I first saw Various Objects on a Table (1931) at the Tate Gallery in 1991. It made a profound impression and Giorgio Morandi has remained a great influence on me ever since. No work seems to me more apt for considering how we picture the invisible.
In the years just after World War I, Morandi, along with Giorgio de Chirico and Carlo Carrà, was one of the avant-garde Italian “metaphysical painters” exploring internal visions. But he quickly moved on, developing a personal pictorial language that centred on landscapes (predominantly those surrounding his summer house in Grizzana), and on still lifes of everyday objects such as pots, bottles and vases, made in his small apartment studio in Bologna. Though regarded as reclusive, he has had an impact on artists ranging from early modernists such as Ben Nicholson, to 1960s painters such as Wayne Thiebaud and David Hockney, and later sculptors, including Rachel Whiteread and Tony Cragg.
There is a reductive austerity in Morandi’s compositions: shape, interval and tonal modulation distill an image to its essence. Morandi was both a painter and printmaker, and is widely regarded as one of the finest etchers since Rembrandt, an artist Morandi held in great regard. And it is in his etchings that one can see most clearly Morandi’s desire to capture the invisible and give it pictorial form. While Cezanne’s still lifes question the edges of perception through shifting marks and quivering edges, Morandi’s question the very materiality of their objects. In the exquisite Various Objects on a Table, which measures just 175 by 194 mm, Morandi works to conjure the scene before him while simultaneously doubting its existence. The image hovers between material reality and dissolution.
Morandi simulates tone through freely drawn, crosshatched lines. These lines produce the delicate web through which we discern the image, while offering a continuous reminder that this is a flat image, a construct. Teasingly, he invites us to draw back, as if on a promise that the picture will come into focus, and also to lean in close, with the expectation of a secret that will be revealed. Neither position results in a fixed resolution. The image remains fluid, alternating between absence and presence; each patch of tone tempts us to configure it into a pot or a bottle, while nonetheless refusing to be pinned down.
Even the distinction between objects and the space around them is questioned, the intervals rendered as palpably as the objects themselves. The presumed hierarchy of subject over background is interrogated and found wanting. His view, I would suggest, is that the value of things is not fixed, but lies in their relationships to things outside themselves—the shadow is as concrete as the object that cast it. Importance is not intrinsic, it is a function of a role within the composition.
Morandi’s subjects are things one can find in any bric-a-brac store, and most were collected in Bolognese shops. They carry none of the allegorical freight of other still life traditions—of luxurious Dutch 17th-century groaning tables, or of memento mori with their lexicon of skulls and snuffed candles. Morandi’s still lifes have the banal, deadpan quality associated with photography. Indeed, many suggest family portraits—objects stiffly posed, inviting the viewer to search for likeness and difference amongst the assembled characters.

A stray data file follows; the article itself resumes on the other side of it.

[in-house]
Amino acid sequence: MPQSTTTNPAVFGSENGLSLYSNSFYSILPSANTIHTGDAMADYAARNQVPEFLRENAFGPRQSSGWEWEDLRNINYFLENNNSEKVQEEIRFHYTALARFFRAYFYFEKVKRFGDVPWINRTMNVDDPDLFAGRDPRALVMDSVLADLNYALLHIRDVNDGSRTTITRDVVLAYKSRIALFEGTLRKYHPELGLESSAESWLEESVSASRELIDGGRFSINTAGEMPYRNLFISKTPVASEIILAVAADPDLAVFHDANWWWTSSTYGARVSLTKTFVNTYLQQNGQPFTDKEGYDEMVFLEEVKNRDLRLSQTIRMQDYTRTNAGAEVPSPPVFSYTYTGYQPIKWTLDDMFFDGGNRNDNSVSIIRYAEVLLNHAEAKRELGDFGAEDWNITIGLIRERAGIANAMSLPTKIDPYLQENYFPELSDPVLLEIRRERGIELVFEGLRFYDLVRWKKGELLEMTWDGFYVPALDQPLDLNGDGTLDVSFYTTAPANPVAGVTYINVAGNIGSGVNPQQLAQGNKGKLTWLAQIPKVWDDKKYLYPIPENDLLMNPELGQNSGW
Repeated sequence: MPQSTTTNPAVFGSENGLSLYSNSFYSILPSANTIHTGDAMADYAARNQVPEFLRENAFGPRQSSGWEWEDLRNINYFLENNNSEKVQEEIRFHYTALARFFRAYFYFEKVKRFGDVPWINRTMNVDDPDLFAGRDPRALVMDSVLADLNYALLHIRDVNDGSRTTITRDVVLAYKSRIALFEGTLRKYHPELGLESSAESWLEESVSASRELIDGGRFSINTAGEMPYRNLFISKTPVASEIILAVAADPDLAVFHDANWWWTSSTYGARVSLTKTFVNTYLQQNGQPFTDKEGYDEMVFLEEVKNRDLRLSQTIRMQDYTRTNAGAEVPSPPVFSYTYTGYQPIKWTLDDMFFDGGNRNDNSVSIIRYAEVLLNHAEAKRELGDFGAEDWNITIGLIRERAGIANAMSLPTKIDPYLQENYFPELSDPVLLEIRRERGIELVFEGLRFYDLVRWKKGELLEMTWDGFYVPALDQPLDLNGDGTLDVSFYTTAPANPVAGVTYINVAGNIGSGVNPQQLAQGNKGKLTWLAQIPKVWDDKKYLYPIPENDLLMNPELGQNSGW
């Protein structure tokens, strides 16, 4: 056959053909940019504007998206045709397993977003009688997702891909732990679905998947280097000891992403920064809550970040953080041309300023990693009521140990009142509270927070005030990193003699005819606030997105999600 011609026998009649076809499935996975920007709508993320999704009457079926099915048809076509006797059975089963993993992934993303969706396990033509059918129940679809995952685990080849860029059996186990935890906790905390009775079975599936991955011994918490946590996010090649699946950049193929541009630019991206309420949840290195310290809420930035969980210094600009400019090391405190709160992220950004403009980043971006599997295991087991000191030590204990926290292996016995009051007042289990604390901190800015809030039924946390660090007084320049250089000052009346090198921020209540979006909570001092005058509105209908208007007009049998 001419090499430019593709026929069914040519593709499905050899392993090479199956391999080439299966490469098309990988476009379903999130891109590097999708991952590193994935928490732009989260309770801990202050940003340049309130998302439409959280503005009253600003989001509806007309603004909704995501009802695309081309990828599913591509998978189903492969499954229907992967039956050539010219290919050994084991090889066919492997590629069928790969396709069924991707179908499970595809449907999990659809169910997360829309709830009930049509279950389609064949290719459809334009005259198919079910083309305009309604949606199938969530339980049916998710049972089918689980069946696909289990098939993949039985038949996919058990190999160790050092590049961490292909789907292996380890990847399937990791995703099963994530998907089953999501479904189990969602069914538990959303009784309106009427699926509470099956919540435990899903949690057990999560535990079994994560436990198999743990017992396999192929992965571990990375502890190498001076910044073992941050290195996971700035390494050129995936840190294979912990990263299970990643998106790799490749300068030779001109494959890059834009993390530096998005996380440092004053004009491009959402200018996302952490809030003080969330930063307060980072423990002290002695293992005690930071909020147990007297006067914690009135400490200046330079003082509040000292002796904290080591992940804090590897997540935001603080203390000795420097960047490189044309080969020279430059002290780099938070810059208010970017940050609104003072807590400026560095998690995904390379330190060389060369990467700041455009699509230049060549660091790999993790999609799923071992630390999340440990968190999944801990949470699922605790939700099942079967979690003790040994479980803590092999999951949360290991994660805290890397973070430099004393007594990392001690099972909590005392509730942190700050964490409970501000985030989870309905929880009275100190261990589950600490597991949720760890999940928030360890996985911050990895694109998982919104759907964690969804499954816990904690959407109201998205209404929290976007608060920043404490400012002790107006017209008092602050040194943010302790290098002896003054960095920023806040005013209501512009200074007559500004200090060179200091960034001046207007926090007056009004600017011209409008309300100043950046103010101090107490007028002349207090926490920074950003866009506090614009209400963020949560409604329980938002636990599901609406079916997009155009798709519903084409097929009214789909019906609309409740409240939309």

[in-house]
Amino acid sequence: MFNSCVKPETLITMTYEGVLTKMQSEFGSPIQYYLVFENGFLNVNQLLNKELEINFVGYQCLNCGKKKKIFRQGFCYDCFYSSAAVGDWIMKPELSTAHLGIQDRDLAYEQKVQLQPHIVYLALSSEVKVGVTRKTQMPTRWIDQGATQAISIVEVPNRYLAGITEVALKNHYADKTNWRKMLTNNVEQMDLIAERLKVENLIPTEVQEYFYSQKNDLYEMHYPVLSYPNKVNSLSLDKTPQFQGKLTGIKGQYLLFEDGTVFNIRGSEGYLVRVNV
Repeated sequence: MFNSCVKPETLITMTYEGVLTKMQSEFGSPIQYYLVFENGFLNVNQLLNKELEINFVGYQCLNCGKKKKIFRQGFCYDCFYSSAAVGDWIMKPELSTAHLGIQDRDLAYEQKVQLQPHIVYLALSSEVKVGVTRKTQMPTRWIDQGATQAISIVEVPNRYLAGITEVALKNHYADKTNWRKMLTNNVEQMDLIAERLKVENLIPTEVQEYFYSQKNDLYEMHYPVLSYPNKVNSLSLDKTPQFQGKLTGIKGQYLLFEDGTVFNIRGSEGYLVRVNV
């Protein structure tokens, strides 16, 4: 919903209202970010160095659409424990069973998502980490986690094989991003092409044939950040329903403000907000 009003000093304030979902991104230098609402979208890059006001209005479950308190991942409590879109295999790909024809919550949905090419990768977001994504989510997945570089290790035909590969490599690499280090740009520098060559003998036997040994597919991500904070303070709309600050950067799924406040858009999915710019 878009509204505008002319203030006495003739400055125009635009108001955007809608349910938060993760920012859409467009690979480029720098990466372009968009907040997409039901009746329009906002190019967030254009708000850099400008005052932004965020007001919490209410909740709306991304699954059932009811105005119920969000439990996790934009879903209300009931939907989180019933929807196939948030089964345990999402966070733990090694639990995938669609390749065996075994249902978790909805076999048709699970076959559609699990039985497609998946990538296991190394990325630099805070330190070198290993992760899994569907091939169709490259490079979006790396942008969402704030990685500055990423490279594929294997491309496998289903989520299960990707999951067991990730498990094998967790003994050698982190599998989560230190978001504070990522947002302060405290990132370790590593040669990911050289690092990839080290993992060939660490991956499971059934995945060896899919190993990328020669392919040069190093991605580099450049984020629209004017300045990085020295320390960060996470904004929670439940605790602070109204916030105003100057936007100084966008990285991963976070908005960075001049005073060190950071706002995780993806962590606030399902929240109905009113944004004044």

The viewer attempts to separate them, catching their individuality in fleeting movements before they dissolve into the whole an instant later. The image presents itself and remains invisible, always out of reach, much in the manner that a Giacometti sculpture always seems to maintain a discreet distance, no matter how close up the viewer gets.
In etching, Morandi was a master of acid—using test strips to ascertain its strength, much like photographers once tested exposure times. In a print as exquisitely delicate as Various Objects on a Table the timing of the acid bath is critical. Too little and it will lack definition, too long and the lines melt together, disrupting the screen through which the image emerges.
There is another aspect to these still lifes, a further nudge to the invisible. Morandi was born and spent his whole life in Bologna, a city characterized by two architectural features: the towers built by wealthy families to assert their social status, and the colonnades that allow one to crisscross the city, protected from both sun and rain. This vertical imprint of Bologna can be sensed within Morandi’s work, as if memories of the city have filtered into the work subliminally. “I believe that nothing can be more abstract, more unreal, than what we actually see. We know that all we can see of the objective world, as human beings, never really exists as we see and understand it.”1
Picturing the invisible has been a theme in my work for decades. My starting point is often a collection or a location: in the house at Kettle’s Yard in Cambridge, I invented evidence of daily life that I felt had been edited out; in Temporarily Accessioned, a project with the Freud Museums in Vienna and London, the great doctor’s absence is made manifest in a full-scale print from X-rays of the coat he wore on his migration from Austria to Britain. For the Sir John Soane Museum, with its remarkable collection of architectural models, I focused on the “invisible” part of Soane’s house—the below-stairs lives of the servants, whom I imagined building their own architectural ruins from sugar cubes. The resulting laser-cut woodcuts show the influence of Morandi, not only in the marriage of grandeur and banality, but in my use of pixelated dots to disrupt clear reading, suggesting that the image is in a state of flux, much as the ruins themselves are gradually collapsing.
- Giorgio Morandi, interview, Voice of America, 25 April 1957.